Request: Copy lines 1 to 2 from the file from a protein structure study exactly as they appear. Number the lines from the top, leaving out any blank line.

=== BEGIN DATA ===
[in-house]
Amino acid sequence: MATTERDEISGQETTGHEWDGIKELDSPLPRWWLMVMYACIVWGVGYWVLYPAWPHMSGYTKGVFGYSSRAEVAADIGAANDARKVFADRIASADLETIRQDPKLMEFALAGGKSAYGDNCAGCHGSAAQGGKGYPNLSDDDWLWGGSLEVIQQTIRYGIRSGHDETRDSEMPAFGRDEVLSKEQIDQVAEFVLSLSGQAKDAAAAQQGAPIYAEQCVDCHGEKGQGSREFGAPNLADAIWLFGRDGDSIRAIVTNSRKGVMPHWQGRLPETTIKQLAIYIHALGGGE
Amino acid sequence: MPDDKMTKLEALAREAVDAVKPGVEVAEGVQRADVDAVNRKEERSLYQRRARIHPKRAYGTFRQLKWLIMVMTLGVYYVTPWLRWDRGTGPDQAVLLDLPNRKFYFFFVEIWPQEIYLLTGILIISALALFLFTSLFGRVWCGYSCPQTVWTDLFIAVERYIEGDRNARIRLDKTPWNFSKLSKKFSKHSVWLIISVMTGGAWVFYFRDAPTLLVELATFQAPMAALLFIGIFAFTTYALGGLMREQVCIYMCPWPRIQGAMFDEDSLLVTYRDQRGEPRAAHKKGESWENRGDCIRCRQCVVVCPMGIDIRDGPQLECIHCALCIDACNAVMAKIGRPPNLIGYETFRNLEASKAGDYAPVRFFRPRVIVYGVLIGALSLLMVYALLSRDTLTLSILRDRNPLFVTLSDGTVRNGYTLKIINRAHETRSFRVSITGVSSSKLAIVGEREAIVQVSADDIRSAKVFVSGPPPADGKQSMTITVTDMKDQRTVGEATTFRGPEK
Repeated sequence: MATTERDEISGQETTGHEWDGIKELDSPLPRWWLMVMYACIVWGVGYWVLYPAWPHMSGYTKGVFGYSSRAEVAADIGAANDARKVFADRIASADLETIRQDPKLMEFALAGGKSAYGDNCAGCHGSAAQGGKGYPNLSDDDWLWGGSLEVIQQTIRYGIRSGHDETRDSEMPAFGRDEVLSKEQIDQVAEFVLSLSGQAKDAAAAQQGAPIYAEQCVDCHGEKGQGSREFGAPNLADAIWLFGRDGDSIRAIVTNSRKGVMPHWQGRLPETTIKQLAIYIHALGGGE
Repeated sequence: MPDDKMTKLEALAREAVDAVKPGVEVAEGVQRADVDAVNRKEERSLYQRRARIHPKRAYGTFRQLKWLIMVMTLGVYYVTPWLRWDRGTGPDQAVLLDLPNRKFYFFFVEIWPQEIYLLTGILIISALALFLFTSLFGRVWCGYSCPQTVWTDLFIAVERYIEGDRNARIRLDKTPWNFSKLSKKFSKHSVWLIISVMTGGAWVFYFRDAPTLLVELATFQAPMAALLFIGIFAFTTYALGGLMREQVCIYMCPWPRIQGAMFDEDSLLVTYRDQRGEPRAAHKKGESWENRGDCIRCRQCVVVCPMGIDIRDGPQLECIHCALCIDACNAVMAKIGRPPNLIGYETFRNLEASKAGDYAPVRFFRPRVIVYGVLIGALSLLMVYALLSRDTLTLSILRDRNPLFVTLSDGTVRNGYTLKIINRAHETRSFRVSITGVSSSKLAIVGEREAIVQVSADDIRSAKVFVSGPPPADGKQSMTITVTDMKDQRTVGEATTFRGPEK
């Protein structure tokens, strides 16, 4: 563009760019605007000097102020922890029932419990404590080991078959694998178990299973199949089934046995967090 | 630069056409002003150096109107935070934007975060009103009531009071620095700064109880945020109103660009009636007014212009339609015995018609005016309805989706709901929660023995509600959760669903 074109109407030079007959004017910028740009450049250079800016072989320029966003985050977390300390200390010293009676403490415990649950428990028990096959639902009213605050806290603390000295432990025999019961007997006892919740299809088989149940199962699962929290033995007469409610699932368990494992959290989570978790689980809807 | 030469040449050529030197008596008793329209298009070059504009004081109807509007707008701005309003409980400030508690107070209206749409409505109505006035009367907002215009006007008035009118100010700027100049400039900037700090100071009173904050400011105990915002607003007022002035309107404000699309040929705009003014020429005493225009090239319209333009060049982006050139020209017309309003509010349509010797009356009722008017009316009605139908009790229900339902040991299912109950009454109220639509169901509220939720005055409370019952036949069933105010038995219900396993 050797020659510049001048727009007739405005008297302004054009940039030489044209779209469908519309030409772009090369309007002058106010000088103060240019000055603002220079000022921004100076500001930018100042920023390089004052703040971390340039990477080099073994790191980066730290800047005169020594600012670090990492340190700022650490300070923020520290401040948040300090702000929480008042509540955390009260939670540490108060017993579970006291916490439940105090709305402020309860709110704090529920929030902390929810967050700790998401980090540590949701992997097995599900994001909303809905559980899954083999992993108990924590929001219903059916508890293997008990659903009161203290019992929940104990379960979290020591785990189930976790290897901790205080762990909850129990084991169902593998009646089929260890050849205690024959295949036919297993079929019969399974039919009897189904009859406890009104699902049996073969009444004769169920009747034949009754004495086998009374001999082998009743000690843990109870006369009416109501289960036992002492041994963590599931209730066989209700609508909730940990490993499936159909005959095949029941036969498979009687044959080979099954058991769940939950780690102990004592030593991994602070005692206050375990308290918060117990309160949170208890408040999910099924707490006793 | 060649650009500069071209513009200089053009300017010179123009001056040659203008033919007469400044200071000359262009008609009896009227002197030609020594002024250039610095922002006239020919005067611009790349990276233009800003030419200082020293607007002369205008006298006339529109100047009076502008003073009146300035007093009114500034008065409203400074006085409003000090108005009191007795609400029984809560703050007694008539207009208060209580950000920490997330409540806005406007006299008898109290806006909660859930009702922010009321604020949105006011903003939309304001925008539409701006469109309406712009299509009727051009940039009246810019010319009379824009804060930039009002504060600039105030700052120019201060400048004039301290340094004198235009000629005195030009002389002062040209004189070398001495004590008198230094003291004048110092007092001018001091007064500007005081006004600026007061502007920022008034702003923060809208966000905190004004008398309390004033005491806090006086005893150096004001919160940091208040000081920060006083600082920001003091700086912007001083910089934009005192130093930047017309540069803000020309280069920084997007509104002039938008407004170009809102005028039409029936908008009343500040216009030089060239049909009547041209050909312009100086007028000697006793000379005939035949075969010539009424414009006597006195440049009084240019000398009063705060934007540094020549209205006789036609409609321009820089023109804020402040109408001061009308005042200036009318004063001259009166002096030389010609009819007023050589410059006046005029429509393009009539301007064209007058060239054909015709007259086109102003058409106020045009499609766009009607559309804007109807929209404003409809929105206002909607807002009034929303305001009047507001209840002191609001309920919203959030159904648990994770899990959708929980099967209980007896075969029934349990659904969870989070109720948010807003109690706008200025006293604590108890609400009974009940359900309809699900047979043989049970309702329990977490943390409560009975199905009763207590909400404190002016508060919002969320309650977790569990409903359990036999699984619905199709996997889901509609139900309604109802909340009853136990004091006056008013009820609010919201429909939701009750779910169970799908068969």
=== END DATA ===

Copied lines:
[in-house]
Amino acid sequence: MATTERDEISGQETTGHEWDGIKELDSPLPRWWLMVMYACIVWGVGYWVLYPAWPHMSGYTKGVFGYSSRAEVAADIGAANDARKVFADRIASADLETIRQDPKLMEFALAGGKSAYGDNCAGCHGSAAQGGKGYPNLSDDDWLWGGSLEVIQQTIRYGIRSGHDETRDSEMPAFGRDEVLSKEQIDQVAEFVLSLSGQAKDAAAAQQGAPIYAEQCVDCHGEKGQGSREFGAPNLADAIWLFGRDGDSIRAIVTNSRKGVMPHWQGRLPETTIKQLAIYIHALGGGE